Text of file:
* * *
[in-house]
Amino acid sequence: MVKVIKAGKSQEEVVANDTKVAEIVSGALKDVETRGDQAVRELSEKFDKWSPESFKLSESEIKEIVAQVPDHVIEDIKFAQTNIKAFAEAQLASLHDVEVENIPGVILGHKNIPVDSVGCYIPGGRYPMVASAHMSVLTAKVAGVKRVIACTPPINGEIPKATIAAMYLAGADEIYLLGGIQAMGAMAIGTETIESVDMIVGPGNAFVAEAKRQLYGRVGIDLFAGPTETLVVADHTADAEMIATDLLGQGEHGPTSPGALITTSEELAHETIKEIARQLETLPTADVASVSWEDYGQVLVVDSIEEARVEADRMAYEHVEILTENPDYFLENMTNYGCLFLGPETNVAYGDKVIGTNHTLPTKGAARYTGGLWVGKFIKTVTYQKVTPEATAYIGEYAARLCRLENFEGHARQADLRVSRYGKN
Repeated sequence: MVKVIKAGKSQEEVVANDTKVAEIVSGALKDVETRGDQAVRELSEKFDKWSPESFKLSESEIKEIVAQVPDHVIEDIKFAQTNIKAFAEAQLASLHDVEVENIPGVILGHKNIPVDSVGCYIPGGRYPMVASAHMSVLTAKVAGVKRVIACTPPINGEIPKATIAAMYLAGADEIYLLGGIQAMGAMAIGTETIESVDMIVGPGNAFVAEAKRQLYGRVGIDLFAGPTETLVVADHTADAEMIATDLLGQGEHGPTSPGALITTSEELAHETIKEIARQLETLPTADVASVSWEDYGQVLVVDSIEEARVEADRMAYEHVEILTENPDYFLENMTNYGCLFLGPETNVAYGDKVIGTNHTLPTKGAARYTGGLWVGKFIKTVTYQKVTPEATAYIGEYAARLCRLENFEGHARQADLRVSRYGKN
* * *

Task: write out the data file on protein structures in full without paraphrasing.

[in-house]
Amino acid sequence: MVKVIKAGKSQEEVVANDTKVAEIVSGALKDVETRGDQAVRELSEKFDKWSPESFKLSESEIKEIVAQVPDHVIEDIKFAQTNIKAFAEAQLASLHDVEVENIPGVILGHKNIPVDSVGCYIPGGRYPMVASAHMSVLTAKVAGVKRVIACTPPINGEIPKATIAAMYLAGADEIYLLGGIQAMGAMAIGTETIESVDMIVGPGNAFVAEAKRQLYGRVGIDLFAGPTETLVVADHTADAEMIATDLLGQGEHGPTSPGALITTSEELAHETIKEIARQLETLPTADVASVSWEDYGQVLVVDSIEEARVEADRMAYEHVEILTENPDYFLENMTNYGCLFLGPETNVAYGDKVIGTNHTLPTKGAARYTGGLWVGKFIKTVTYQKVTPEATAYIGEYAARLCRLENFEGHARQADLRVSRYGKN
Repeated sequence: MVKVIKAGKSQEEVVANDTKVAEIVSGALKDVETRGDQAVRELSEKFDKWSPESFKLSESEIKEIVAQVPDHVIEDIKFAQTNIKAFAEAQLASLHDVEVENIPGVILGHKNIPVDSVGCYIPGGRYPMVASAHMSVLTAKVAGVKRVIACTPPINGEIPKATIAAMYLAGADEIYLLGGIQAMGAMAIGTETIESVDMIVGPGNAFVAEAKRQLYGRVGIDLFAGPTETLVVADHTADAEMIATDLLGQGEHGPTSPGALITTSEELAHETIKEIARQLETLPTADVASVSWEDYGQVLVVDSIEEARVEADRMAYEHVEILTENPDYFLENMTNYGCLFLGPETNVAYGDKVIGTNHTLPTKGAARYTGGLWVGKFIKTVTYQKVTPEATAYIGEYAARLCRLENFEGHARQADLRVSRYGKN